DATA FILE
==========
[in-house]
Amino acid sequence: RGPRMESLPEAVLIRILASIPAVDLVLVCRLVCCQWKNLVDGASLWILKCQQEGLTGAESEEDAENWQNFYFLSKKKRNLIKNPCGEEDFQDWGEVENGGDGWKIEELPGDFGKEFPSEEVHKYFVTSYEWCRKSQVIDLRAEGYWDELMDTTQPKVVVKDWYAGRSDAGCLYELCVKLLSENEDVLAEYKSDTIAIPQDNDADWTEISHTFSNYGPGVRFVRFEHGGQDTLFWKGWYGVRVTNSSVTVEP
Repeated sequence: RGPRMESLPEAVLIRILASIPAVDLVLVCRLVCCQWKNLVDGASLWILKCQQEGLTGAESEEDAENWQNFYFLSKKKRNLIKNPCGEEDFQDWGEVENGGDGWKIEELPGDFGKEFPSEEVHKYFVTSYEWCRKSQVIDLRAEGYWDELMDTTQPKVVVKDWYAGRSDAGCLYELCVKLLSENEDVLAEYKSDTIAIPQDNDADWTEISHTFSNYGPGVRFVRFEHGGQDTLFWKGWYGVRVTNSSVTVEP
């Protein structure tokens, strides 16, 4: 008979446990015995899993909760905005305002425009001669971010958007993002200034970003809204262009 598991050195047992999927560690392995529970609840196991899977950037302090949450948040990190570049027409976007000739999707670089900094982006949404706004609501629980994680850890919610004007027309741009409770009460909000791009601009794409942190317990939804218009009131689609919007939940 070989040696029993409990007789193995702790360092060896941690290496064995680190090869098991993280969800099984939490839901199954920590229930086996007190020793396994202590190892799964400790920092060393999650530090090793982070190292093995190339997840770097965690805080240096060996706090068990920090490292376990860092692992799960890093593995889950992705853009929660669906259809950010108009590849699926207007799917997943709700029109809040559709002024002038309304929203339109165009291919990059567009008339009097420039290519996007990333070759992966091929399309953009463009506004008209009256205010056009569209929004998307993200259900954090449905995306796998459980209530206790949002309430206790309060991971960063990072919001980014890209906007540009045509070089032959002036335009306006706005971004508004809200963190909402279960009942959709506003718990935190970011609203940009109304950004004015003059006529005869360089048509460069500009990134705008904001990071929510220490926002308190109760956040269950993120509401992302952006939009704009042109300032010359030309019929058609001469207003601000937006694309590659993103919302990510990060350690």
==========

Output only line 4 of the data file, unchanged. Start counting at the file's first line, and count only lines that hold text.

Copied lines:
């Protein structure tokens, strides 16, 4: 008979446990015995899993909760905005305002425009001669971010958007993002200034970003809204262009 598991050195047992999927560690392995529970609840196991899977950037302090949450948040990190570049027409976007000739999707670089900094982006949404706004609501629980994680850890919610004007027309741009409770009460909000791009601009794409942190317990939804218009009131689609919007939940 070989040696029993409990007789193995702790360092060896941690290496064995680190090869098991993280969800099984939490839901199954920590229930086996007190020793396994202590190892799964400790920092060393999650530090090793982070190292093995190339997840770097965690805080240096060996706090068990920090490292376990860092692992799960890093593995889950992705853009929660669906259809950010108009590849699926207007799917997943709700029109809040559709002024002038309304929203339109165009291919990059567009008339009097420039290519996007990333070759992966091929399309953009463009506004008209009256205010056009569209929004998307993200259900954090449905995306796998459980209530206790949002309430206790309060991971960063990072919001980014890209906007540009045509070089032959002036335009306006706005971004508004809200963190909402279960009942959709506003718990935190970011609203940009109304950004004015003059006529005869360089048509460069500009990134705008904001990071929510220490926002308190109760956040269950993120509401992302952006939009704009042109300032010359030309019929058609001469207003601000937006694309590659993103919302990510990060350690």